FOR IMMEDIATE RELEASE
May 5, 2006
(AUSTIN) -- During this special session we must focus our efforts to provide an excellent education for all Texas children. That is why I voted for the committee substitute to HB 1, which lowers property taxes, raises teacher salaries and improves the levels of equity between rich and poor school districts.
I have many concerns about the bill, however, and will work to amend it in the Senate. These concerns include increasing funding for meaningful teacher pay raises of at least $3,000 a year; providing an additional $500 to restore fully the promised health-care stipend of $1,000 for teachers; removing the sunset language for the health care benefit for support personnel; and striking the language related to privatizing low performing schools.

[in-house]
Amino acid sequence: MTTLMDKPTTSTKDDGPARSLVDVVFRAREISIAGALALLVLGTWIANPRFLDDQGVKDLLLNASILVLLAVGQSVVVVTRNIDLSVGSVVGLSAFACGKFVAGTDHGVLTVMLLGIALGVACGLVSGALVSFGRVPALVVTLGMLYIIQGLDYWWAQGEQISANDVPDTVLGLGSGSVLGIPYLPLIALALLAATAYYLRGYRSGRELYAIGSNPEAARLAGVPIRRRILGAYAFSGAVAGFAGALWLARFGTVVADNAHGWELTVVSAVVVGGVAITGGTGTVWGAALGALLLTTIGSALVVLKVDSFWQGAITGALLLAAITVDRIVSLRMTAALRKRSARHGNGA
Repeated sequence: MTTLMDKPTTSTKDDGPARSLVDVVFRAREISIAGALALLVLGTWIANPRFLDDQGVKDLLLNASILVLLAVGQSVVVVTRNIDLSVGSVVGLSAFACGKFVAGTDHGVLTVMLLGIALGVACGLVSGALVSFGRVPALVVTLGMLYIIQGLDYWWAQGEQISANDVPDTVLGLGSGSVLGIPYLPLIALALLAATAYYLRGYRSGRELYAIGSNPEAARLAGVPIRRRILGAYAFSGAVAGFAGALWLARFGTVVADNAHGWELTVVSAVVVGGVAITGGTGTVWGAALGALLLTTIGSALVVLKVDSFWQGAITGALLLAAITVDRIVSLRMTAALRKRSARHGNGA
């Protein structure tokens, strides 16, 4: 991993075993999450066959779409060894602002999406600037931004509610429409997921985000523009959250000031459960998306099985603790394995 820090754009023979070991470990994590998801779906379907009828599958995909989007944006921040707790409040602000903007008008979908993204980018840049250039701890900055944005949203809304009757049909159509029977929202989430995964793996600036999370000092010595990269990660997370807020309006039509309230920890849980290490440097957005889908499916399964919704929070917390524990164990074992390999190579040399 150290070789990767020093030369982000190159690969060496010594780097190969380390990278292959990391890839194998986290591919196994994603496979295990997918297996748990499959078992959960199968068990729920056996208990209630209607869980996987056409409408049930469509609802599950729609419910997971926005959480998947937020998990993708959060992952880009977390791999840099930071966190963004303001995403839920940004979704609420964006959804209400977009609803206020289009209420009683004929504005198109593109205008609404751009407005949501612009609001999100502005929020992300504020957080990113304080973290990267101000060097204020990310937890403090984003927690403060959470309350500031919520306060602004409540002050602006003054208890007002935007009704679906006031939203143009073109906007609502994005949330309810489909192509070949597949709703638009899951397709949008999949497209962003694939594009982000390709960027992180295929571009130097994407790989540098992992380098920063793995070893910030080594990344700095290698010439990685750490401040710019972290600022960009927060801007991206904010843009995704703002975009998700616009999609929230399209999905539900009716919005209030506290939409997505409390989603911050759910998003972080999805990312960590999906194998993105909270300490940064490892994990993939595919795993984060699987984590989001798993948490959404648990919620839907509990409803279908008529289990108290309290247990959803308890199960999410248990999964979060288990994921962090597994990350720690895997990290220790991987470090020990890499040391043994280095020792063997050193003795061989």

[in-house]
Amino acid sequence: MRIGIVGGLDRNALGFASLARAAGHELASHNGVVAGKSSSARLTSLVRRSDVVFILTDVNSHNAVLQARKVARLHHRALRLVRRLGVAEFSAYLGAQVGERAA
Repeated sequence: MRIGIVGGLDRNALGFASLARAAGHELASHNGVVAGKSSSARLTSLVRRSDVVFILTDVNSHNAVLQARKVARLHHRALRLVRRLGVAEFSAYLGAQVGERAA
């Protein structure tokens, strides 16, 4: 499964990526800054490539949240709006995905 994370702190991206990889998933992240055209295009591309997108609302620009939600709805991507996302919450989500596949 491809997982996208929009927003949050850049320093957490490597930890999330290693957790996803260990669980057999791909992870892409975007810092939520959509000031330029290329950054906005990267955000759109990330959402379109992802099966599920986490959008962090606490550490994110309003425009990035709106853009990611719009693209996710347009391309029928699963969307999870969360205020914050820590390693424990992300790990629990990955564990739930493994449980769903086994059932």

We also must increase state funding to allow property poor school districts to build facilities for dramatic enrollment growth. Although pleased that the bill includes $50 million for the Instructional Facilities Allotment (IFA) program, which helps school districts construct new educational facilities, I will continue to fight for the $150 million for IFA that was promised prior to the 2003 budget shortfall.
It is important that this debate not be exclusively about property tax reduction. While I support proposals to cuts property taxes to as low as $1 per $100 of assessed valuation, we also must provide our students, teachers and administrators with the resources necessary to meet the high standards set by our accountability system.
I opposed an amendment in the Senate Finance Committee by Senator Tommy Williams, R-The Woodlands, which will reduce resources for our schools. The Williams Amendment will be devastating in five years because those who pass the largest tax bill in history will be responsible for our facing chronic budget shortfalls for health and human services, public education and higher education.
I despise using the word 'adequate' when setting our goals for a public school finance system. We should strive for excellence, not adequacy. Simultaneously, we need a broad-based source of revenue that closes loopholes, is low-rate and is fair to everyone.